A recently arrived refugee in B.C. says she's been on a wait list to see a medical specialist since November, living with chronic pain due to injuries from a bomb blast in Iraq.

Farrah Ali had already had 11 surgeries prior to arriving in Canada and believes she may need more to heal her arm and face.

"On a daily basis, I'm in severe pain, I feel my bones, all of it. Aches and pains. My neck and shoulders, I still have one shred [of shrapnel] in my jaw," she said.

"[Currently] my husband has to do everything — dress me, undress me, take care of the kids — he has to be with me 24/7 and I feel like he cannot do anything else."

In addition to waiting for a specialist, she also needs a referral to see a physiotherapist that could help in her recovery but says despite multiple visits to a doctor, nothing has happened. 
"I know I'm not going to get better 100 per cent, but my wish is just to get better so I can do things on my own," said Ali.

'I felt my life turned upside down'

In April of 2014, Farrah Ali took her young son out for ice cream at a local shop in their hometown of Baghdad, Iraq. 

As the family sat and ate, a car bomb exploded outside the store, leaving Ali with severe injuries to her face and arm.

Farrah Ali

Farrah Ali required 11 surgeries for her face and arm after she was injured by a bomb blast in Baghdad in 2014. (Ahmed Altahan)

"At that moment, I felt my life turned upside down — I felt [like] I am dying," Ali told a translator. 

 "I was bleeding from everywhere — my son when I held him, he was all covered in blood from me. My hand kept going down and I kept pulling it up. The only strength I had was thinking of my kids."

Ali had no control over one arm because that shoulder was completely torn apart by the impact of the bomb blast.

Ali required multiple surgeries to insert metal plates into her jaw, and endured skin and bone grafts for the injuries to her arm.

For nearly two years, she's been in chronic pain, unable to use the injured arm. 

The family arrived in B.C. in November of 2014 as government-assisted refugees.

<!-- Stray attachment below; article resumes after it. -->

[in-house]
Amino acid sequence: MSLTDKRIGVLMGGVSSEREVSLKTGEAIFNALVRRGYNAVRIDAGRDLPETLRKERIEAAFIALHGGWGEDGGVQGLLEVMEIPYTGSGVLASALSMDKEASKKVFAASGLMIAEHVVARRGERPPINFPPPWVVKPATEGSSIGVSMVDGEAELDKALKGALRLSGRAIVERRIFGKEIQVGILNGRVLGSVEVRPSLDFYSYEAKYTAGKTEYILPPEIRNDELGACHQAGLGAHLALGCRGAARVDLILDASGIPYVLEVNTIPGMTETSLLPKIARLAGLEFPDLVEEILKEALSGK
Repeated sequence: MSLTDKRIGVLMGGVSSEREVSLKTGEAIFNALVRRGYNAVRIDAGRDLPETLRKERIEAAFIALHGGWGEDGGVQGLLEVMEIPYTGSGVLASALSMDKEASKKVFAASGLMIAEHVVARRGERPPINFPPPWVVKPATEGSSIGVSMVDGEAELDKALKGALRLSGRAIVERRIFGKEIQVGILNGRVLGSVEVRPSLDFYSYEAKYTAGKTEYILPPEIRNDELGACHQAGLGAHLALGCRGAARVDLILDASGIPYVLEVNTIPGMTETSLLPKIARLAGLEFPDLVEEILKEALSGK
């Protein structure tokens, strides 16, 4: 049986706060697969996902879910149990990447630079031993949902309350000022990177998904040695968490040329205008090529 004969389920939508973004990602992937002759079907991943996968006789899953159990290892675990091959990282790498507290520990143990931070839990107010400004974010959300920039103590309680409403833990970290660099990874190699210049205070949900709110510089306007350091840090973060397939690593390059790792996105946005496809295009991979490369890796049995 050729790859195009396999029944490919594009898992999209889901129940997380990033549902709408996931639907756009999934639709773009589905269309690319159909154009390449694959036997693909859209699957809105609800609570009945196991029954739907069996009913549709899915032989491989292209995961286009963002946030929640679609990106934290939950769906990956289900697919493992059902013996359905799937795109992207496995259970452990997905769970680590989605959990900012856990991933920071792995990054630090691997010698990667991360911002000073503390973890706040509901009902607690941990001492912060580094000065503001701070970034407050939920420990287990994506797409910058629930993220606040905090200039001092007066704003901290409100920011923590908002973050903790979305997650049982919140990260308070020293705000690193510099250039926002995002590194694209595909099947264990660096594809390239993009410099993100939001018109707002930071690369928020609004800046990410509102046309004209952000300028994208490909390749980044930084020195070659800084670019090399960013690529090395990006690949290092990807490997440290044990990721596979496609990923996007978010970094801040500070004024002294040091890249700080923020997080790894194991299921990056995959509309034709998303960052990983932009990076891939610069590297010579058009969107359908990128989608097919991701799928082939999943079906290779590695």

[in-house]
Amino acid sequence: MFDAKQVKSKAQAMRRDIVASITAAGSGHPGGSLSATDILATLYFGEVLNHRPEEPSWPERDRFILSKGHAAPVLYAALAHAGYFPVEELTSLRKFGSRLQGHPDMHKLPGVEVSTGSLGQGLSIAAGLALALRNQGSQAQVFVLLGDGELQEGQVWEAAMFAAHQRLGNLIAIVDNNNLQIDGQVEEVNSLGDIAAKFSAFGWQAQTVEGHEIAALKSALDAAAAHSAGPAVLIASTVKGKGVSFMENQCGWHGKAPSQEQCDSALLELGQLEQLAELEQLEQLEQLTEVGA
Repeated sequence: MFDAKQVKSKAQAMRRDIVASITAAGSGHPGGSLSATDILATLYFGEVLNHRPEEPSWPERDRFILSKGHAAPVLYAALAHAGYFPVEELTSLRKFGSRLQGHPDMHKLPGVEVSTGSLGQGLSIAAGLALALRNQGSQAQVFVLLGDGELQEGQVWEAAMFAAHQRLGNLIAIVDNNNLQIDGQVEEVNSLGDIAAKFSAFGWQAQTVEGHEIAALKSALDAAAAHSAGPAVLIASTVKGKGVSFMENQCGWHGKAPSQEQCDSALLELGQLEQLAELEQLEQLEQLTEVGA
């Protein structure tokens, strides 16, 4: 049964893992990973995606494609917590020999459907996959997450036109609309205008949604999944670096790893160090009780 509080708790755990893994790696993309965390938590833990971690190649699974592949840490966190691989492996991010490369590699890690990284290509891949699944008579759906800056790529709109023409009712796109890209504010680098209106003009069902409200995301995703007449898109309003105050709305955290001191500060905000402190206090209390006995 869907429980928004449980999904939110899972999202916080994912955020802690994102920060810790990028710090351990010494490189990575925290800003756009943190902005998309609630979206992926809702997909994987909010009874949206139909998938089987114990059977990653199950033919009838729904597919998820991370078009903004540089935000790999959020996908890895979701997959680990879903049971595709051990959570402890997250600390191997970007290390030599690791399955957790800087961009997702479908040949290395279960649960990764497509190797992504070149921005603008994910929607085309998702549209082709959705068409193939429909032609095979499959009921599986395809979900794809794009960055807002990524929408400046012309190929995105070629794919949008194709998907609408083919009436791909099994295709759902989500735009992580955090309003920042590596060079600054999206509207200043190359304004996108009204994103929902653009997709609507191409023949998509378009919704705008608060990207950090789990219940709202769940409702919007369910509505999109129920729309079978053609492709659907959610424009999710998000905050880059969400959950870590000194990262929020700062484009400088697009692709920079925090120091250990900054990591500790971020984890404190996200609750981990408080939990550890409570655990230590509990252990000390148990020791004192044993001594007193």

Farrah Ali

With Ali only having the use of one arm, Ali's husband Ahmed has, for nearly two years, taken on most of the daily tasks of parenting. (CBC News)

Like many refugees, their first point of contact with the health care system was the Bridge medical clinic — a specialized health care centre in East Vancouver that helps refugees until they can find a family doctor in their new community.

"The family doctor said he will refer me to the specialist, but the specialist is so busy, up til now, no one called," said Ali.

"I'm supposed to start physiotherapy right away [too] but nothing happened," she told a translator.

'They're going to be treated like any other Canadian'

Doctor Mei Ling Wiedmeyer at the Bridge medical clinic said while she cannot comment specifically on Ali's case, many refugees come into the clinic not knowing how the process works, and some expect they're going to get treatment right away.

"They're not used to the medical system here and some of them don't understand that once they arrive, they're going to be treated like any other Canadian," said Wiedmeyer.  


Dr. Mei-Ling Wiedmeyer says refugees are treated like any other Canadian when they enter the medical system. (CBC News )

"Everybody who comes here, especially in this group, is a permanent resident. So they actually go into the system the same way any B.C. resident would — there's not special treatment one way or the other."

Dr. Wiedmeyer  said the Bridge Medical Clinic usually sees about 800 patients in an entire year and they've already treated 800 in the last six weeks alone.

After CBC News contacted Vancouver Coastal Health about this story, Farrah said she received a phone call stating that a health care provider would be visiting the family on Friday. 

To listen to the the full interview, click the link labelled: Refugee injured in Baghdad bomb blast sits on B.C. wait list.